WATCH NOW: 4 Things to Know About Carly Fiorina Ahead of the Education Summit

This video is part of a series commissioned to introduce the political leaders set to speak at the August 19 New Hampshire Education Summit (in no particular order). Watch all videos, and read the complete series, and be sure to watch the Summit live on Wednesday the 19th right here at The74Million.org. More info: EdSummits2015.org
Carly Fiorina, formerly the head of Hewlett Packard and a one-time candidate for U.S. Senate in California, is one of a half-dozen Republicans confirmed to take part in The Seventy Four’s education summit Aug. 19 in Manchester, New Hampshire. In advance of the event (which will be live streamed here), here are a few things to know about Fiorina’s K-12 platform. (Don’t forget to check out her presidential baseball card.)

Common Core
Fiorina opposes the Common Core, saying it is driven from Washington, and comparing it to national standards used in China. She discussed the issue in a May interview on Fox News. In response to host Chris Wallace’s argument that the standards were developed by governors and state school chiefs, she said:
“I understand that's how it started. But the thing is, when a Washington bureaucracy gets involved in any program, it becomes heavy-handed and standardized. It's how Washington bureaucracies work…Here's another fact about Common Core: National textbook companies and national testing companies are helping now to form and drive these standards…And Common Core, unfortunately, limits parents' choices. It limits the creativity a teacher can apply in the classroom. So, it will over time, limit our children's chances.”
Federal education funding
Fiorina wrote an op-ed for the Iowa Republican last month detailing her views on education. In the piece, she called for a reduced federal role, greater choice and an end to the Common Core. Fiorina also discussed ongoing negotiations to rewrite No Child Left Behind:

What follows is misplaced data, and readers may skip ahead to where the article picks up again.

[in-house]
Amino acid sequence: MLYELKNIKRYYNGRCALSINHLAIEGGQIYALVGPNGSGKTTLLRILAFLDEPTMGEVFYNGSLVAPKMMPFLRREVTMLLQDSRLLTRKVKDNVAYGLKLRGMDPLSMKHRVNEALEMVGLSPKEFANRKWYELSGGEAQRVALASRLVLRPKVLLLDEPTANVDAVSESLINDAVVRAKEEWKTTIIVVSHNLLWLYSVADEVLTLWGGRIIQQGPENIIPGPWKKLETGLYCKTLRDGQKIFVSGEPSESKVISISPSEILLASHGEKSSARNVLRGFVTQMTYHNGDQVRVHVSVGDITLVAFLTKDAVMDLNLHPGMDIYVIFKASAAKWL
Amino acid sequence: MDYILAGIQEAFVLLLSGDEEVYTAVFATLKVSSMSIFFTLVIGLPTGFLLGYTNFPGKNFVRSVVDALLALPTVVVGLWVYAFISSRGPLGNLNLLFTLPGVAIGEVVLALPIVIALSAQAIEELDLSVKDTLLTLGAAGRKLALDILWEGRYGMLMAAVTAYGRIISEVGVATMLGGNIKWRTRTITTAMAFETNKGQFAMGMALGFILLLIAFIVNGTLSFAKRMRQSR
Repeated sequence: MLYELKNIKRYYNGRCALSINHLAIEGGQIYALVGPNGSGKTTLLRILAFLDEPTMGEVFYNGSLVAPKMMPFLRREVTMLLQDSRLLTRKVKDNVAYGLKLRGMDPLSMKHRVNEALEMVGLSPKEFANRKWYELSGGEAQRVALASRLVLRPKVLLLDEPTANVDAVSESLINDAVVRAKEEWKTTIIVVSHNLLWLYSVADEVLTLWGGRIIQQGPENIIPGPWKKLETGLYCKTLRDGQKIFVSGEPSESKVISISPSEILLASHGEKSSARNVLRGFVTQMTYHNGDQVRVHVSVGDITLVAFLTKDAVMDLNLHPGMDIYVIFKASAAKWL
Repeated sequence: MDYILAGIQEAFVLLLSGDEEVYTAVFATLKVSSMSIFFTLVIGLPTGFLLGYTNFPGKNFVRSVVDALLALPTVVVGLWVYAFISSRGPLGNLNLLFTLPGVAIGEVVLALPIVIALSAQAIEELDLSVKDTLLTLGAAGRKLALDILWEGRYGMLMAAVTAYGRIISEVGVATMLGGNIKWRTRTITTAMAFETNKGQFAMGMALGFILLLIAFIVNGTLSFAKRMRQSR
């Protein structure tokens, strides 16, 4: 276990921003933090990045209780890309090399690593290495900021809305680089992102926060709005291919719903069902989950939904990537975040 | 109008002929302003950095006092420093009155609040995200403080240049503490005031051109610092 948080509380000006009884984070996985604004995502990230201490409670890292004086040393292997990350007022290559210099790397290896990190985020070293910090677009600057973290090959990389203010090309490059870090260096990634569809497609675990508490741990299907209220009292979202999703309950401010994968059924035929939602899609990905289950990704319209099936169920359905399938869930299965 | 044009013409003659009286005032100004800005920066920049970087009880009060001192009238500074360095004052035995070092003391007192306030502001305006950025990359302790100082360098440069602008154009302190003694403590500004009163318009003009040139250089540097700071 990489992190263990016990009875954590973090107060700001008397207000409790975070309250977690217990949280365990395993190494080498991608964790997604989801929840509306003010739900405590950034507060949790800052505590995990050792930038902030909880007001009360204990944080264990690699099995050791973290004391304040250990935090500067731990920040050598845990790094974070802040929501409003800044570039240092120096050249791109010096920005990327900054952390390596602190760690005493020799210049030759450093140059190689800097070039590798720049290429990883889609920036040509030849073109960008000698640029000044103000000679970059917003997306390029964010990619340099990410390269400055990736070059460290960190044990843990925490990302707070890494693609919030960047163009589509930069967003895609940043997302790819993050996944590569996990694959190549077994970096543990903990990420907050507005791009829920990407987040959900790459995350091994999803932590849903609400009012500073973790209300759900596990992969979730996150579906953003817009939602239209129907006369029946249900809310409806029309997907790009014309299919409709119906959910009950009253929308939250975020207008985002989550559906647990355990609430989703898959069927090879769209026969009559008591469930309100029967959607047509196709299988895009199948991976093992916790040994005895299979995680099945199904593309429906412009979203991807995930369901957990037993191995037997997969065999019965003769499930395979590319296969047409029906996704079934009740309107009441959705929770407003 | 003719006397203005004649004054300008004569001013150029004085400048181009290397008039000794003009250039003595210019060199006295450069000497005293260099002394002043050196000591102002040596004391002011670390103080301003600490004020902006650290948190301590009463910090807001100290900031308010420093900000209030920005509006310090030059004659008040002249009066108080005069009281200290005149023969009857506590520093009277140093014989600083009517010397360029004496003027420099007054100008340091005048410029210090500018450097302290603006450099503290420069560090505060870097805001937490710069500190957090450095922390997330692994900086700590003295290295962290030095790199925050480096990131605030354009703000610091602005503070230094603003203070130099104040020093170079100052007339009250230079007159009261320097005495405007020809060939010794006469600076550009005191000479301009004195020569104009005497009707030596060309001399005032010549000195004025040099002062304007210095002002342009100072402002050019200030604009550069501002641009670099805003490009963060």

Congress is taking a step in the right direction as they work toward a reauthorization of the No Child Left Behind Act that would devolve considerable power back to the states and outlaw mandated federal standards like Common Core. Republicans in the House, however, have gone farther in their efforts to reform the system and promote equal opportunity, passing a version of the bill that allows low-income students to transfer federal dollars between school districts. The House version also puts important educational decisions back in the hands of parents and students, allowing them to opt out of federal testing requirements. As usual, liberals in the Senate are opposed to these common sense measures because they are committed to protecting a broken status quo.
Race to the Top
Although she’s now firmly in the camp of less federal intervention, Fiorina once praised the Race to the Top program, often cited as a driver for states to adopt the Common Core, Education Week reported. In a document on her 2010 Senate campaign website, Fiorina praised “internationally benchmarked standards and assessments to help our students graduate high school prepared with the necessary skills to succeed in our 21st century economy.”

Keeping Score, Election 2016: Check out all 22 education scorecards
Achievement Gap
Fiorina called attention to it, also in her 2010 Senate campaign statement: “Thousands of students in California and across the nation still fall through the cracks and drop out of school. California also has a persistent achievement gap between ethnic groups. Schools are disproportionately failing to properly educate children from Hispanic and African American families. As a U.S. senator, Carly will champion policies that help ensure every child – especially those in persistently underperforming schools – is given the opportunity to learn the academic skills necessary to meet our high standards and succeed after graduation.”
Photo by Getty Images

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